At present children’s schedules are overprogrammed, so they lack free time when they are not preoccupied with classes, homework and different types of extracurricular activities. Students’ lives have become increasingly structured and tightly organized, consequently, youth suffers from the effects of overscheduling. Despite the misconception that extracurricular activities are perceived to be only athletic activities, indeed, they take many forms, including extracurricular activities such as sport and sports games, academically oriented activities such as Science Clubs and school sponsored activities such as Homecoming (McCaughn, 1999). Kimiko Fujita contends that according to the survey conducted at Walnut Creek Christian Academy, participation in such extracurricular activities as athletics, television viewing, community service influence academic performance positively, though not all of them do; while participation in musical performance, for instance, does not improve it at all (Fujita, 2005). He maintains that if parents force their kids to participate in definite types of extracurricular activities the very purpose of them is hopelessly lost. It is the assertion of various educators, sociologists and psychologists that too much of anything can never do good. It has been argued that as children stop enjoying extracurricular activities, it can result in serious stress disorders (Barhyte, 2005). Sandra L. Hofferth, a sociologist as well as Ellen Smith expresses her arguments in favor of unstructured play which is claimed to encourage creativity and the ability to manage one’s hours without or with minimized help of counselors, advisors, parents, etc. It also gives children an opportunity, so this argument goes, to become independent thinkers. So, today they lack in time for the unstructured play as they are pushed for achievement reigns (Barhyte, 2005). David Elkind supports Ellen Smith and a number of other investigators of the issue in the fact that school-age children need the opportunity to invent and be engaged into their own games, making up their rules according to their flexible timetables. If adults got used to endless tasks they are to fulfill during the working day, their children may not be able to march the same rhythm (Barhyte, 2005). To put it mildly, children feel the time crunch as well as their parents do. So, according to the inquiry about seventy percent of time is occupied with classes and extracurricular activities and only about thirty percent is left for youngsters to enjoy their free time, as Dawn Marie Barhyte argues. Summing up the contentions analyzed, Barhyte emphasizes the following: Many educators caution that the greatest hazard of the generation of kidsis that they are overprogrammed. Parents need to be able to determine when enough is enough. Otherwise, parents’ indifference to the genuine interests of their children will lead to psychological disorders, overloading and even risk of physical harm. Chronic tiredness, inability to complete the work in time, health problems, complaints and agitation are the hallmarks of students’ stress disorder caused by unbalanced proportion of activities’ influence on the organism (Barhyte, 2005). According to the survey Extracurricular Activities and Academic Performance in Secondary Schools, students involved in numerous activities, always meaning it for benefit, may not always face successful results; the consequences they suffer include fatigue, lack of concentration, saturation effect, stress, etc. (Moriana & Alós, 2006).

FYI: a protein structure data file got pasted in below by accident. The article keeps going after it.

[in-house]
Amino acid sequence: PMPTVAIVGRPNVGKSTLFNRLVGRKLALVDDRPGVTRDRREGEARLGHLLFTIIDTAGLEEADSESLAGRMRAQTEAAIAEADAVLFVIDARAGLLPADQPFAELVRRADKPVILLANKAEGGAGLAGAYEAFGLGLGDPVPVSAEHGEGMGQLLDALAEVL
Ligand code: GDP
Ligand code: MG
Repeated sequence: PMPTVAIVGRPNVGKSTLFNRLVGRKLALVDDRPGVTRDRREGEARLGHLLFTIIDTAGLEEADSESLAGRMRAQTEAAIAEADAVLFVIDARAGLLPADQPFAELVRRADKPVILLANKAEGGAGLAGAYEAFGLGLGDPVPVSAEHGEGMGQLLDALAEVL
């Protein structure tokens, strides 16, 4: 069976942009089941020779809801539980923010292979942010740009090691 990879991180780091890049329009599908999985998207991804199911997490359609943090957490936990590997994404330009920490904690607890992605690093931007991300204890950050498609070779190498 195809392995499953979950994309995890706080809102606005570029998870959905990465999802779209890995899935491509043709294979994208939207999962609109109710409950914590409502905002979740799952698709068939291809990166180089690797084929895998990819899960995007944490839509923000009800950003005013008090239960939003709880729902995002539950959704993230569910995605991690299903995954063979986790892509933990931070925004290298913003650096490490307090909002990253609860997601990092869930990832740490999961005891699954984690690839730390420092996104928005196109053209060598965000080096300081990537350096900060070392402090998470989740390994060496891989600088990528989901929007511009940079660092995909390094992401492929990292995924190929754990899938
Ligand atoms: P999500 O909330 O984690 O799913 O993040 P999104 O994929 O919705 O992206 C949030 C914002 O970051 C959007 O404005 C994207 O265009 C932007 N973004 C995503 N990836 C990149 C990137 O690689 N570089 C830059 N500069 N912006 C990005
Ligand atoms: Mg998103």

However, as Ellen Smith argues, extracurricular activities in moderation are adventurous to development of children if they enjoy them and there is a direct correlation between extracurricular activities and academic progress of students regardless of age and sex (Barhyte, 2005).